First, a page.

Left or Right Ventricular Hypertrophy on Pediatric ECG

Pediatric ECGs are useful screening tools that we like to use for cases of Syncope or Chest Pain. While we may be actively looking for signs of Prolonged QTc, Brugada Sign, WPW, or Pulmonary Embolism, what we may find, instead, is huge voltages that seem to dominate the entire sheet. We’ve discussed the differences that must be accounted for when evaluating the Pediatric ECG previously. Let us take a moment to reiterate the issues to contemplate when considering either Left or Right Ventricular Hypertrophy:

Pediatric ECG: Large Voltages?

  • The pediatric patient’s chest wall is typically thinner (although that is not always the case) than the adult’s.
    • The closer proximity of the ECG leads to the heart muscle can exaggerate the voltages.
    • V2 through V5 are the most likely to be artificially exaggerated.
  • Before becoming “excited” about the “large voltages” seen in the precordial leads, consider:
    • The ECG interpretation will often “over-report” left or right ventricular hypertrophy (don’t read the interpretation!).
    • Make sure the standardization marks are set to Full Standard (2 big boxes).
    • ECG does NOT diagnose LVH or RVH… LVH and RVH are anatomic conditions and ECGs do not determine anatomy.
  • There are several “rules” that help evaluate for abnormally large voltages on the pediatric ECG.
    • Most are complicated and less practical.
    • One practical approach is: [Evans, 2010]
      • Abnormal Left Ventricular Large Voltage (“LVH”)
        • Use only V6 (the left most precordial lead)
        • If R wave of V6 intersects with baseline of V5, then that is abnormal.
      • Abnormal Right Ventricular Large Voltage (“RVH”)
        • Use only V1 (the right most precordial lead)
        • Upright T wave in V1?
          • During 1st week of life, T wave can be upright in V1.
          • After 1st week of life, upright T wave in V1 is abnormal in children until adolescence.
        • If RSR’ is present and if R’ is taller than R wave, then this is abnormal.
        • A pure R wave in V1 in a child > 6 months of age is abnormal.

Hypertrophy Ddx (abridged)

  • Right Ventricular “Hypertrophy”
    • Diagnosis should be made cautiously in children < 6 months (due to age dependent factors). [O’Connor, 2008]
    • After 6 months, consider:
  • Left Ventricular “Hypertrophy”
    • Always unusual in a newborn [O’Connor, 2008]
      • Aortic Stenosis
      • Coarctation
      • Ventricular Septal Defect (VSD)
      • Patent Ductus Arteriosus (PDA)
    • In older children may be a sign of:
      • Hypertrophic Obstructive Cardiomyopathy. [O’Connor, 2008]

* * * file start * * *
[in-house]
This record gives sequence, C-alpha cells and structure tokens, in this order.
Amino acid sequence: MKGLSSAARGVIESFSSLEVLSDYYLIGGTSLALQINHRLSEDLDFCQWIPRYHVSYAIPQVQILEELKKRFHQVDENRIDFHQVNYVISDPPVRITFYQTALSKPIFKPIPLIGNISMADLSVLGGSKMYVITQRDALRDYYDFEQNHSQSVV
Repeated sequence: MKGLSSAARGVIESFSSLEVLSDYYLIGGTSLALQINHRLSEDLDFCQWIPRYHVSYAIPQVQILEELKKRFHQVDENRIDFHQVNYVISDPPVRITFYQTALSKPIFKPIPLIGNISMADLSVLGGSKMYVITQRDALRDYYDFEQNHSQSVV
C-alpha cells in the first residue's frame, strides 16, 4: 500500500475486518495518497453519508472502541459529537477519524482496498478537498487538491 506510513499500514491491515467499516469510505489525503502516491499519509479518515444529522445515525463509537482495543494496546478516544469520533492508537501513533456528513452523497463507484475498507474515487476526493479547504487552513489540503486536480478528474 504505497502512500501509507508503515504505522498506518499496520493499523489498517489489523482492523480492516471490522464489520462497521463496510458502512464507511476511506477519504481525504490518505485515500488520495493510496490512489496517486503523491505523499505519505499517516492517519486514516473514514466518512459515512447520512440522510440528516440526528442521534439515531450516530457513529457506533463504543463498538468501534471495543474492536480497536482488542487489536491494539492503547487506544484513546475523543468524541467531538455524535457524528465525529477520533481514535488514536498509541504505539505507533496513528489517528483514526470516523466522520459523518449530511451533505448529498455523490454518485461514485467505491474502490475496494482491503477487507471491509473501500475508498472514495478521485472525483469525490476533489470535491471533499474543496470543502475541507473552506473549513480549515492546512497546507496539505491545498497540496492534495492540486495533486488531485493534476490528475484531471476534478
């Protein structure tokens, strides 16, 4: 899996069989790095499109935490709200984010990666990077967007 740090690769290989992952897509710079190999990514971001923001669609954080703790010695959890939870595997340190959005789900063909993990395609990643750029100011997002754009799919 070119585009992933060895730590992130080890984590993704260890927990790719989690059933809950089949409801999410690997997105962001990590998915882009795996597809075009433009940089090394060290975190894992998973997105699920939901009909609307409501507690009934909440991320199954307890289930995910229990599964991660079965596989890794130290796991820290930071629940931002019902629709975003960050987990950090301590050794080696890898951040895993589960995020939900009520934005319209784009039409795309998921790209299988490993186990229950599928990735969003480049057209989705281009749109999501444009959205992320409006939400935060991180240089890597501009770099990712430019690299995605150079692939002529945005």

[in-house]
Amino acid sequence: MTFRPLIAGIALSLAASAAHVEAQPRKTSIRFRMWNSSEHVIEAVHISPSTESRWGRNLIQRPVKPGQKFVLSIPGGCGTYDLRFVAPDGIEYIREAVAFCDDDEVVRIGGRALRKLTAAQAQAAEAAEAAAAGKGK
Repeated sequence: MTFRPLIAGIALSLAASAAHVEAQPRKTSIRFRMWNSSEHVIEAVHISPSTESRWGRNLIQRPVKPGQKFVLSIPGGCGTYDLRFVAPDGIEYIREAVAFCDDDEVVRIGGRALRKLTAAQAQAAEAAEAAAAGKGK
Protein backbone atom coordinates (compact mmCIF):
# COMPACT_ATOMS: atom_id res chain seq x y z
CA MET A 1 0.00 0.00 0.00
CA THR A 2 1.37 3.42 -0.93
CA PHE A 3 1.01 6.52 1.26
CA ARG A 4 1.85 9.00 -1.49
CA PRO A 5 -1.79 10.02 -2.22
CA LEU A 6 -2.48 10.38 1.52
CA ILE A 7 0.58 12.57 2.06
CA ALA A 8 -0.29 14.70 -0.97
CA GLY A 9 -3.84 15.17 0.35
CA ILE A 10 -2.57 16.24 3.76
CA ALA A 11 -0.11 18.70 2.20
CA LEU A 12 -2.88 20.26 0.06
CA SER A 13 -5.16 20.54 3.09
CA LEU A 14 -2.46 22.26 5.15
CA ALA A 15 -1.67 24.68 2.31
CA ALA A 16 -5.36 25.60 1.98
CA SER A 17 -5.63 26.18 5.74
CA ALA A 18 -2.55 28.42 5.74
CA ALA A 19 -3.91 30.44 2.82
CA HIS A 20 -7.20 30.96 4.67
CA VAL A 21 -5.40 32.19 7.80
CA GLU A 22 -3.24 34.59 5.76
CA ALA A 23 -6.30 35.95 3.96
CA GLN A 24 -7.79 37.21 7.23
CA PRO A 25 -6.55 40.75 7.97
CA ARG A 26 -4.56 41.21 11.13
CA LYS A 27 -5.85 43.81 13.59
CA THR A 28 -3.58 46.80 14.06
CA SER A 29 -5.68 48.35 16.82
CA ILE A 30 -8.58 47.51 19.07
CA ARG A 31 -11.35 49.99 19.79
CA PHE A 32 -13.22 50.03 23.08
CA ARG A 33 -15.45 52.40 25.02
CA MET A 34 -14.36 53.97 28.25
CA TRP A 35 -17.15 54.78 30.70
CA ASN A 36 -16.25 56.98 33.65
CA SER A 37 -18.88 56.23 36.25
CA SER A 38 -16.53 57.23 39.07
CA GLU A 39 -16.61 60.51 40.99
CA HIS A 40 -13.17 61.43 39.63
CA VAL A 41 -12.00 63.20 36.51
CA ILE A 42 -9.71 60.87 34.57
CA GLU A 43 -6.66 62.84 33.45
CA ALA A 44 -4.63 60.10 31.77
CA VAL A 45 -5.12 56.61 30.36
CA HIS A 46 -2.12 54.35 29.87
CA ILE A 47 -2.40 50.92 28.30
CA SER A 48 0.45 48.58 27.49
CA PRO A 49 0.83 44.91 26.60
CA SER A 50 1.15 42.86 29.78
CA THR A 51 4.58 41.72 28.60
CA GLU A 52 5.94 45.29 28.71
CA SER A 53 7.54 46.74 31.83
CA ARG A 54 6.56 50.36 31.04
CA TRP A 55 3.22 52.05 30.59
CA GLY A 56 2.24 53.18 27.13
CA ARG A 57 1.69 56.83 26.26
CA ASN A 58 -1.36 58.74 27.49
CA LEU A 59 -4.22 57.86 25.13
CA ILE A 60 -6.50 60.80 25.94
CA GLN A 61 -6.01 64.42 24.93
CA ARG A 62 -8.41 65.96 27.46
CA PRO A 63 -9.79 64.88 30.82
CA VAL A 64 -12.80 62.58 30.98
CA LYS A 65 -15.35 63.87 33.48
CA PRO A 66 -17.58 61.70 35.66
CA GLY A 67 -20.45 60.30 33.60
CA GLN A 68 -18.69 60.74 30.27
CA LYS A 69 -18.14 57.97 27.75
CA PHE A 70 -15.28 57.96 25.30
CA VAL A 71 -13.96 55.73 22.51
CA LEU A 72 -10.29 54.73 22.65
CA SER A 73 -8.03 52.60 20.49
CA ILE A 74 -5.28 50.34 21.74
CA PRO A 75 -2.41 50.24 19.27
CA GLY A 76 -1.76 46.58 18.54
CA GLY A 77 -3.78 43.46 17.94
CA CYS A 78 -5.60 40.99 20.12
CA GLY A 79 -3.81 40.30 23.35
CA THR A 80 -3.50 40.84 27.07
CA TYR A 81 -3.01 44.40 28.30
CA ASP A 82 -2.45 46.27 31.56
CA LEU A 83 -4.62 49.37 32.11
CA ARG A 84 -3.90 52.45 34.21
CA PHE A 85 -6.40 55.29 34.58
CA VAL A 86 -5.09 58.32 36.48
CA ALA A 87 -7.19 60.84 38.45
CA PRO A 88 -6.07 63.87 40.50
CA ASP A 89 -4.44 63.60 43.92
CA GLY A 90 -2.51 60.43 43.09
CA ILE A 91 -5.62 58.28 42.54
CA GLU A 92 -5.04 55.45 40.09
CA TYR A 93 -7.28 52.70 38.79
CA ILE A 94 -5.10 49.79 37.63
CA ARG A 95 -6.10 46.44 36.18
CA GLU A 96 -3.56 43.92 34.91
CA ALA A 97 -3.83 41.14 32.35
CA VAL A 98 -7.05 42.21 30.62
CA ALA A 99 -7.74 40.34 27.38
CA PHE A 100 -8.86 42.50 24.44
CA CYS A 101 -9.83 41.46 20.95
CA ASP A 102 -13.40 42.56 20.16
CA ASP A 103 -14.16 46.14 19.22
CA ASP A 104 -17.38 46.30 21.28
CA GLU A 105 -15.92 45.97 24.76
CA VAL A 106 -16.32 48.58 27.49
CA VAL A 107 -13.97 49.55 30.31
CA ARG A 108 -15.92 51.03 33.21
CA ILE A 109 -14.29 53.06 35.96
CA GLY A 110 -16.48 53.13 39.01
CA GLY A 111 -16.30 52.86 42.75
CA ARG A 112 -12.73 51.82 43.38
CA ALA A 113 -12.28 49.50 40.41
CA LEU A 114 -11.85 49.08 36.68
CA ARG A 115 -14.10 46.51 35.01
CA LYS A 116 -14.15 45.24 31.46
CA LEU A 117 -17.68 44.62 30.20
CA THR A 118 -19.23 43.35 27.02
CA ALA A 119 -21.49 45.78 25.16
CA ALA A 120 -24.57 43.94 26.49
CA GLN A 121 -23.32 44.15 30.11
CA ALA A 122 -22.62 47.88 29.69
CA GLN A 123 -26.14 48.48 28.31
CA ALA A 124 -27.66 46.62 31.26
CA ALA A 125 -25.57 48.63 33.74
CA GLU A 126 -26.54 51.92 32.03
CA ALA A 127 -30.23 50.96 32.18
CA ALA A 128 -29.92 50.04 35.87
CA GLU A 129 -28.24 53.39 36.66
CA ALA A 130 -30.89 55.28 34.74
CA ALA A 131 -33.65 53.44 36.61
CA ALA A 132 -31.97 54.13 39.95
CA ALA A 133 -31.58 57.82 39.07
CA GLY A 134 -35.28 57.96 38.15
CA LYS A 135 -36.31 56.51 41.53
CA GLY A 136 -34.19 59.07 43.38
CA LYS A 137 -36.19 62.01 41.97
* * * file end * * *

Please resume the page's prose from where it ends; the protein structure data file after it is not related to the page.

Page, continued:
• Or delayed Dx of:
        • Aortic Stenosis
          Ventricular Septal Defect (VSD)
          Patent Ductus Arteriosus (PDA)

Moral of the Morsel

  • Small chest walls will exaggerate precordial voltages. Know what is normal.
  • Know the Evans’ Rules! While there are other “rules” for RVH and LVH, the ones described by Evans et al. are very practical. 
  • The ECG generates a DDx not a Dx. Use the ECG as a way to help generate and sort through your Ddx.


Evans WN1, Acherman RJ, Mayman GA, Rollins RC, Kip KT. Simplified pediatric electrocardiogram interpretation. Clin Pediatr (Phila). 2010 Apr;49(4):363-72. PMID: 20118092. [PubMed] [Read by QxMD]
O’Connor M1, McDaniel N, Brady WJ. The pediatric electrocardiogram part III: Congenital heart disease and other cardiac syndromes. Am J Emerg Med. 2008 May;26(4):497-503. PMID: 18410822. [PubMed] [Read by QxMD]
O’Connor M1, McDaniel N, Brady WJ. The pediatric electrocardiogram part II: Dysrhythmias. Am J Emerg Med. 2008 Mar;26(3):348-58. PMID: 18358948. [PubMed] [Read by QxMD]
O’Connor M1, McDaniel N, Brady WJ. The pediatric electrocardiogram. Part I: Age-related interpretation. Am J Emerg Med. 2008 Feb;26(2):221-8. PMID: 18272106. [PubMed] [Read by QxMD]
Sean M. Fox
Sean M. Fox

I enjoy taking care of patients and I finding it endlessly rewarding to help train others to do the same. I trained at the Combined Emergency Medicine and Pediatrics residency program at University of Maryland, where I had the tremendous fortune of learning from world renowned educators and clinicians. Now I have the unbelievable honor of working with an unbelievably gifted group of practitioners at Carolinas Medical Center. I strive every day to inspire my residents as much as they inspire me.

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